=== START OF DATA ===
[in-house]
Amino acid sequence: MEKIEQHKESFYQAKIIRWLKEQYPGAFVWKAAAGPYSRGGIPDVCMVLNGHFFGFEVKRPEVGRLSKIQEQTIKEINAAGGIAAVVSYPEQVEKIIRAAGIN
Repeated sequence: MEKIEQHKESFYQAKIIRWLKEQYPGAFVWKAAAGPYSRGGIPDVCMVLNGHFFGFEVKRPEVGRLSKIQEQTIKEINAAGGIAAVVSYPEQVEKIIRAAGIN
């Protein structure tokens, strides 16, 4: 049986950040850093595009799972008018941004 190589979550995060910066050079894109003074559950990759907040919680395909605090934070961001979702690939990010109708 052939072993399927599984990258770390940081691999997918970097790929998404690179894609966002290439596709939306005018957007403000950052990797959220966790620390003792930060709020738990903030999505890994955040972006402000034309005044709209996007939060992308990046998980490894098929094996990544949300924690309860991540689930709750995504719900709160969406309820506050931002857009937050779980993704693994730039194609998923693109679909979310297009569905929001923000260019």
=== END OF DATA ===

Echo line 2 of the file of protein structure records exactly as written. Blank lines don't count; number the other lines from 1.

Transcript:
Amino acid sequence: MEKIEQHKESFYQAKIIRWLKEQYPGAFVWKAAAGPYSRGGIPDVCMVLNGHFFGFEVKRPEVGRLSKIQEQTIKEINAAGGIAAVVSYPEQVEKIIRAAGIN